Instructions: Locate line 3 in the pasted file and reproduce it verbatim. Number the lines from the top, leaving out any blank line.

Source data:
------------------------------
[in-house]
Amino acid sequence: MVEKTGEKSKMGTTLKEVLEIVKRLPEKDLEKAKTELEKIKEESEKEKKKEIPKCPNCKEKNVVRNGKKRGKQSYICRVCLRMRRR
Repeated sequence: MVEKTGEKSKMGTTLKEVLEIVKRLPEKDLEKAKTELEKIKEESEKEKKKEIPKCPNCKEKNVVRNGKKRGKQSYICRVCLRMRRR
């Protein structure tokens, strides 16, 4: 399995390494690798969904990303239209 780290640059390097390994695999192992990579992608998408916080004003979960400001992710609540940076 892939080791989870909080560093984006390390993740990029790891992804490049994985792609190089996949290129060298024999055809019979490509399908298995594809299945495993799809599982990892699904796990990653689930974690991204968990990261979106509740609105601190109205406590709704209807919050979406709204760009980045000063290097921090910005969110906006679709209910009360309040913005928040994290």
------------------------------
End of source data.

Repeated sequence: MVEKTGEKSKMGTTLKEVLEIVKRLPEKDLEKAKTELEKIKEESEKEKKKEIPKCPNCKEKNVVRNGKKRGKQSYICRVCLRMRRR